Whether you are a student thinking about entering the environmental field or a career changer hoping to land their dream job, salary is an important factor when you commence your job search.
When I went back to school for biology after having a potential high salary management position, I told myself and others I didn’t care about money. In hindsight, I was afraid to want money (and not get it) let alone say it out loud. Don’t be shamed into thinking having financial goals somehow negates your caring for the environment.
If you’re faring enough to put your financial goals front and center, here are some careers you might want to look into. Note: these aren’t entry-level, you’re going to have to make a plan and stick to it to land in one of these rewarding careers.
Median Annual Salary: $126,930
What They Do: Environmental Lawyers often work for advocacy groups, NGOs, energy companies, waste disposal plants, or the government to ensure that all environmental regulations are met.
Qualifications: To become an environmental lawyer, you must complete 4 years of undergraduate schooling (it is wise, though not necessary, to major in environmental studies or a related major), followed by 3 years of law school to attain a J.D. There is expected to be high competition for this job in the coming years, as there are more graduate students than open law positions; however, this is for law in general, not necessarily environmental positions.
Median Annual Salary: $107,680
What They Do: Chief Sustainability Officers directly work with C-suite executives to push companies in a more sustainable direction, identifying issues that the company should address and proposing solutions. CSOs are largely in a managerial role, overseeing sustainability initiatives and monitoring their success rather than actively working outdoors.
Qualifications: To become a CSO, you will likely need a Masters degree in Sustainability Management, Business Administration, or another field related to sustainability. Beyond that, CSOs often have years of experience which allow them to successfully climb the corporate ladder.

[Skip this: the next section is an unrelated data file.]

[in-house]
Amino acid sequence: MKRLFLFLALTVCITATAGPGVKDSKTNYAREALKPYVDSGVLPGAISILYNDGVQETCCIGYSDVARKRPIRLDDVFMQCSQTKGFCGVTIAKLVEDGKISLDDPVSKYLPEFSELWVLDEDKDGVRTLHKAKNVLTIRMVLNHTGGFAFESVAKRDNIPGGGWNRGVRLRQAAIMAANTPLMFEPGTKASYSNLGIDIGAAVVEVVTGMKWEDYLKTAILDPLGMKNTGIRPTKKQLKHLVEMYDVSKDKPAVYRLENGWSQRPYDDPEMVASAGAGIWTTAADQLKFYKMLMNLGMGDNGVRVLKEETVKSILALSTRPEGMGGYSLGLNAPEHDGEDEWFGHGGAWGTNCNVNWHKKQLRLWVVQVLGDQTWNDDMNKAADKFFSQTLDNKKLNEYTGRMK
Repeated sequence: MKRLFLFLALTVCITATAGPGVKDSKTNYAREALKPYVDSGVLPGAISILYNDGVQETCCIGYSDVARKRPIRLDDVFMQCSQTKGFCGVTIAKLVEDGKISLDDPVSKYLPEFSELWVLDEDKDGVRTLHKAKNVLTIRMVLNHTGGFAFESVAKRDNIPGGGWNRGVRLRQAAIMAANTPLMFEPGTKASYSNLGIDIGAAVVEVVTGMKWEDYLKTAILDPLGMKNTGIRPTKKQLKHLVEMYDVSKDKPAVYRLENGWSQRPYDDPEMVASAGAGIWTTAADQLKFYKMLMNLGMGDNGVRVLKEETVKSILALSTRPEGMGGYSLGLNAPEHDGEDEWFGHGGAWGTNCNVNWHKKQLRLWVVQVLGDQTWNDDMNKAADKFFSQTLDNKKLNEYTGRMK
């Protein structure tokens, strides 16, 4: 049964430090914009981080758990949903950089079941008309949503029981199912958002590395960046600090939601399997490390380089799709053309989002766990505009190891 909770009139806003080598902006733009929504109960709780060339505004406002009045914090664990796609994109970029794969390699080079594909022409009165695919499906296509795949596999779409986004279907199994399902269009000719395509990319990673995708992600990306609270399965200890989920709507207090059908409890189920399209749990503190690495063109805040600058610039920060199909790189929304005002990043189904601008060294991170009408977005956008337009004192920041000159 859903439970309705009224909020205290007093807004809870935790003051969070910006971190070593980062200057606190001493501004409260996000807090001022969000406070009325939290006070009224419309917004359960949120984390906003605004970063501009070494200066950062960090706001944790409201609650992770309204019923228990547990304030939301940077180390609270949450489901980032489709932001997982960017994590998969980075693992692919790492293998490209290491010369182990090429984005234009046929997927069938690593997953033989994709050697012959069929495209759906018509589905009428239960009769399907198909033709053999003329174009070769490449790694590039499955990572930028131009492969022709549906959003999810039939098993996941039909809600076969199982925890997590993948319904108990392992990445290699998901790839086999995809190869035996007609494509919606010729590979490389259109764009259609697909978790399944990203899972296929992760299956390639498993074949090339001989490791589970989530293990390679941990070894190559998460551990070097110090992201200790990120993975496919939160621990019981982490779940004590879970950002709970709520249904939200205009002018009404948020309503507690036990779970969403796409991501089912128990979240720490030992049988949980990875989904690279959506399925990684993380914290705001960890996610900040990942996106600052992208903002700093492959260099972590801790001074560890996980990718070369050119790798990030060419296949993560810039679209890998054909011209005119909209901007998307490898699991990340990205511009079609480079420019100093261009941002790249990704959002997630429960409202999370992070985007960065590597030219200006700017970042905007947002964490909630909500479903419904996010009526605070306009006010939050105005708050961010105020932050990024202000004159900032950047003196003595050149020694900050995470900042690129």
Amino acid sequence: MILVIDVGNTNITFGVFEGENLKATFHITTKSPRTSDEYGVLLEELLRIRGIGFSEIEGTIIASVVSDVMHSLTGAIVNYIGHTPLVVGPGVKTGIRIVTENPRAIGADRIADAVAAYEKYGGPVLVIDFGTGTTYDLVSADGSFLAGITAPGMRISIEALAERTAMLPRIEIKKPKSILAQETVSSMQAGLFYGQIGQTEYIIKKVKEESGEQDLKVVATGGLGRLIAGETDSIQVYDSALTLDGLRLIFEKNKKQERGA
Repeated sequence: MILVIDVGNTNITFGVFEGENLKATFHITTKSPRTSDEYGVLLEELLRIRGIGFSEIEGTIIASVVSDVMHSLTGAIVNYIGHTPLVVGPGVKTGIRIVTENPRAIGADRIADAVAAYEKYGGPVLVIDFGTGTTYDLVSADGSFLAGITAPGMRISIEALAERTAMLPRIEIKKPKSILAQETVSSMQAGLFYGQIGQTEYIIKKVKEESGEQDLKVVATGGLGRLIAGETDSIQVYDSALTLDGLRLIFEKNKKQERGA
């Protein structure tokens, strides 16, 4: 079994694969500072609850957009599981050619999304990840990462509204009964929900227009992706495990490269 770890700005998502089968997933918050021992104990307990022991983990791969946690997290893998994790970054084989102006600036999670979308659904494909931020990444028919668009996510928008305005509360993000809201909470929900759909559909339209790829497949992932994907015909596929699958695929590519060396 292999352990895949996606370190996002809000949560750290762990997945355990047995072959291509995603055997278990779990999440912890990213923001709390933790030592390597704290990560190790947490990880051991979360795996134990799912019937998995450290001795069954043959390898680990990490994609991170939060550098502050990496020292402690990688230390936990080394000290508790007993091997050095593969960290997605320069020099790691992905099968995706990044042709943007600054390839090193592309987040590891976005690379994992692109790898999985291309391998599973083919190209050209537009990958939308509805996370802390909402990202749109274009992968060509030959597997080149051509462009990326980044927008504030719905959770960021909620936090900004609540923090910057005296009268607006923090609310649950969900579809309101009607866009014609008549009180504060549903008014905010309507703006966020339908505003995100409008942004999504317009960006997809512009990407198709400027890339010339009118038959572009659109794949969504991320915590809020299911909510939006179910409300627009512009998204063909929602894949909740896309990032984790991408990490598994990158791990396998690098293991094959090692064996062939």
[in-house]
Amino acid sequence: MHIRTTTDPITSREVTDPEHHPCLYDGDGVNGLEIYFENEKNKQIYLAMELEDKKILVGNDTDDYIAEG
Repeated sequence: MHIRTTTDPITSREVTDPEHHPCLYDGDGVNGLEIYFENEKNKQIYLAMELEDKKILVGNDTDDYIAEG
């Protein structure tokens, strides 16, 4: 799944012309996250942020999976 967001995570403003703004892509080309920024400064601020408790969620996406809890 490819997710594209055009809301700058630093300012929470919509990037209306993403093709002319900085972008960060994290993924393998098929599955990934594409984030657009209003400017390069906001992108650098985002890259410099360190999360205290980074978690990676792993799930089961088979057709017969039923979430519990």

Median Annual Salary: $93,580
What They Do: Geoscientists aim to study the physical earth in order to predict future environmental events, locate natural resources like oil or natural gas, or assess changes that our planet has endured. Geoscientists take on a wide range of responsibilities: taking samples in the field, processing and analyzing data in the lab, and presenting their findings to nonscientists in lab reports or oral presentations.
Qualifications: To become a geoscientist, you will likely need a Bachelor’s degree in geoscience, though an environmental science or environmental engineering degree may be accepted by employers as well. Due to the many duties geoscientists take on, they not only need to be comfortable working outdoors, but also technologically adept and skilled at communicating their results.
Median Average Salary: $92,120
What They Do: Environmental engineers, much like geoscientists, have a large set of responsibilities. They conduct studies in the field, analyze data, lead quality-control checks, and more to improve sustainability initiatives or evaluate global environmental issues. Environmental engineers work at specific outdoor sites, as well as indoors when collaborating with other environmental professionals to develop environmental solutions or brief others on their findings.
Qualifications: A career in environmental engineering requires a degree in civil engineering, chemical engineering, environmental engineering, or a similar field. This career is especially great if you have one specific sector within the environmental field you are particularly passionate about, as environmental engineers can work to address or improve air/water pollution, recycling initiatives, waste disposal practices, agricultural practices, public health concerns, and more.
Median Average Salary: $84,400
What They Do: Environmental microbiologists study how microorganisms interact with the environment and how we can use microbes to aid in agricultural practices, waste disposal, water pollution, and more. Although microbiologists might go on-site to collect samples, most of their work is done in a lab, analyzing samples and drafting reports. Microbiologists may work for large corporations or in academia.
Qualifications: A bachelor’s degree in microbiology or a very similar field is required to work in entry-level positions. However, researchers who work independently or through colleges/universities will need a Ph.D. to conduct research. Independent researchers often have to compete with others for research grants which provide funding.
For other environmental positions, look at the Bureau of Labor Statistics for more information.